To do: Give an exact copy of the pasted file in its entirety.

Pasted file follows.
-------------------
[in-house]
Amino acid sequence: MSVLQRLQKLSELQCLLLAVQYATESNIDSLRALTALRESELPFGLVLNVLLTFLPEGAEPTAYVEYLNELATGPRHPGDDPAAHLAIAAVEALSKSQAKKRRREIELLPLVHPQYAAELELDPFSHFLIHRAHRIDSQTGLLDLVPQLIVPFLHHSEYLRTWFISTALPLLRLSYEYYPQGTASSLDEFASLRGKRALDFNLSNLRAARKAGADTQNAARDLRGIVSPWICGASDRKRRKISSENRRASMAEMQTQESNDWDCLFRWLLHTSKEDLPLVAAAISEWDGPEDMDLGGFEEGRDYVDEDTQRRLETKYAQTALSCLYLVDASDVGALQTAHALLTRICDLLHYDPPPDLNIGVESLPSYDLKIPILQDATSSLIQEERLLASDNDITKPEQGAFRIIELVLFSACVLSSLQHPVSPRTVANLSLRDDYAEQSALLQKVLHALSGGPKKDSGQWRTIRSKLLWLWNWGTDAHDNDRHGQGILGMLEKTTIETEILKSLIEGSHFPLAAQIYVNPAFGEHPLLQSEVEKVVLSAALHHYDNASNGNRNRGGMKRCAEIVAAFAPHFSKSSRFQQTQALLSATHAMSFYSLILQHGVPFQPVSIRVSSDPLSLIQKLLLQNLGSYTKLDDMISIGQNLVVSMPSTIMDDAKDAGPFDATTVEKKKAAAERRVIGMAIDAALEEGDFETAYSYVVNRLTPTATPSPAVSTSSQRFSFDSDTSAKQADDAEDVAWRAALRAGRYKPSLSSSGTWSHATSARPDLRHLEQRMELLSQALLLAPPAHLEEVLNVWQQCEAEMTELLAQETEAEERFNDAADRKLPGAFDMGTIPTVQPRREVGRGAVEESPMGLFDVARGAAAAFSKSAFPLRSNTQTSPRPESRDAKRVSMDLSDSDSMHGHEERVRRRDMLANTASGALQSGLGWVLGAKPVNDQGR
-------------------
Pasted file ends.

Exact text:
[in-house]
Amino acid sequence: MSVLQRLQKLSELQCLLLAVQYATESNIDSLRALTALRESELPFGLVLNVLLTFLPEGAEPTAYVEYLNELATGPRHPGDDPAAHLAIAAVEALSKSQAKKRRREIELLPLVHPQYAAELELDPFSHFLIHRAHRIDSQTGLLDLVPQLIVPFLHHSEYLRTWFISTALPLLRLSYEYYPQGTASSLDEFASLRGKRALDFNLSNLRAARKAGADTQNAARDLRGIVSPWICGASDRKRRKISSENRRASMAEMQTQESNDWDCLFRWLLHTSKEDLPLVAAAISEWDGPEDMDLGGFEEGRDYVDEDTQRRLETKYAQTALSCLYLVDASDVGALQTAHALLTRICDLLHYDPPPDLNIGVESLPSYDLKIPILQDATSSLIQEERLLASDNDITKPEQGAFRIIELVLFSACVLSSLQHPVSPRTVANLSLRDDYAEQSALLQKVLHALSGGPKKDSGQWRTIRSKLLWLWNWGTDAHDNDRHGQGILGMLEKTTIETEILKSLIEGSHFPLAAQIYVNPAFGEHPLLQSEVEKVVLSAALHHYDNASNGNRNRGGMKRCAEIVAAFAPHFSKSSRFQQTQALLSATHAMSFYSLILQHGVPFQPVSIRVSSDPLSLIQKLLLQNLGSYTKLDDMISIGQNLVVSMPSTIMDDAKDAGPFDATTVEKKKAAAERRVIGMAIDAALEEGDFETAYSYVVNRLTPTATPSPAVSTSSQRFSFDSDTSAKQADDAEDVAWRAALRAGRYKPSLSSSGTWSHATSARPDLRHLEQRMELLSQALLLAPPAHLEEVLNVWQQCEAEMTELLAQETEAEERFNDAADRKLPGAFDMGTIPTVQPRREVGRGAVEESPMGLFDVARGAAAAFSKSAFPLRSNTQTSPRPESRDAKRVSMDLSDSDSMHGHEERVRRRDMLANTASGALQSGLGWVLGAKPVNDQGR